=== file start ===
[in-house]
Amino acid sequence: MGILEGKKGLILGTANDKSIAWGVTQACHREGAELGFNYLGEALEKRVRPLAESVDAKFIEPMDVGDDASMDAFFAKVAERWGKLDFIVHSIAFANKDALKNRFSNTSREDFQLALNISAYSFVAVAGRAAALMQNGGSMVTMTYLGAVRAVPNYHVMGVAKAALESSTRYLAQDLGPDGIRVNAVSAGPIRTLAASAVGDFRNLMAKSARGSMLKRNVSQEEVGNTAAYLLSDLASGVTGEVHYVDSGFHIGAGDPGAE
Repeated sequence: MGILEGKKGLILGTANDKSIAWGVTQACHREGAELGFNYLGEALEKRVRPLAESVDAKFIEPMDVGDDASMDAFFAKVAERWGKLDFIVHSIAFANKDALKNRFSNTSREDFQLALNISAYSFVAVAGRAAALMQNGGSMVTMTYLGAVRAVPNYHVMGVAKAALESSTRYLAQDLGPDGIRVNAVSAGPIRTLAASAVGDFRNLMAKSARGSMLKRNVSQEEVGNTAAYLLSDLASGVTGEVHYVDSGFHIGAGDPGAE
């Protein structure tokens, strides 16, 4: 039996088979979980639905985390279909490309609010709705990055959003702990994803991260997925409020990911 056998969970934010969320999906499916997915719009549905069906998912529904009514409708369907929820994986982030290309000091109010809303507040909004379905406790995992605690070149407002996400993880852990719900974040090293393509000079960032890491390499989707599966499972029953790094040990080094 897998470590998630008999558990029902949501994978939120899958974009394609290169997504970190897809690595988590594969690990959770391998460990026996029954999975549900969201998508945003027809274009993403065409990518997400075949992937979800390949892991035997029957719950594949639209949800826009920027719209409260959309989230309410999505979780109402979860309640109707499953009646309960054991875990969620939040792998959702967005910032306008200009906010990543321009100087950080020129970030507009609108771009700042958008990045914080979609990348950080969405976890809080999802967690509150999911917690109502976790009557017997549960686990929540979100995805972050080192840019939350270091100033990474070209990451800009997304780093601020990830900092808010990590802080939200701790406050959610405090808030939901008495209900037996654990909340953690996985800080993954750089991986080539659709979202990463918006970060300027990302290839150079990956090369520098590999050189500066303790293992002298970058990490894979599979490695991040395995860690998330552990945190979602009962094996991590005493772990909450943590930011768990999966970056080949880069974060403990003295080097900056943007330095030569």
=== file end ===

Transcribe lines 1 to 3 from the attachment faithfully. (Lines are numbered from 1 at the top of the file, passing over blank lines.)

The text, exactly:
[in-house]
Amino acid sequence: MGILEGKKGLILGTANDKSIAWGVTQACHREGAELGFNYLGEALEKRVRPLAESVDAKFIEPMDVGDDASMDAFFAKVAERWGKLDFIVHSIAFANKDALKNRFSNTSREDFQLALNISAYSFVAVAGRAAALMQNGGSMVTMTYLGAVRAVPNYHVMGVAKAALESSTRYLAQDLGPDGIRVNAVSAGPIRTLAASAVGDFRNLMAKSARGSMLKRNVSQEEVGNTAAYLLSDLASGVTGEVHYVDSGFHIGAGDPGAE
Repeated sequence: MGILEGKKGLILGTANDKSIAWGVTQACHREGAELGFNYLGEALEKRVRPLAESVDAKFIEPMDVGDDASMDAFFAKVAERWGKLDFIVHSIAFANKDALKNRFSNTSREDFQLALNISAYSFVAVAGRAAALMQNGGSMVTMTYLGAVRAVPNYHVMGVAKAALESSTRYLAQDLGPDGIRVNAVSAGPIRTLAASAVGDFRNLMAKSARGSMLKRNVSQEEVGNTAAYLLSDLASGVTGEVHYVDSGFHIGAGDPGAE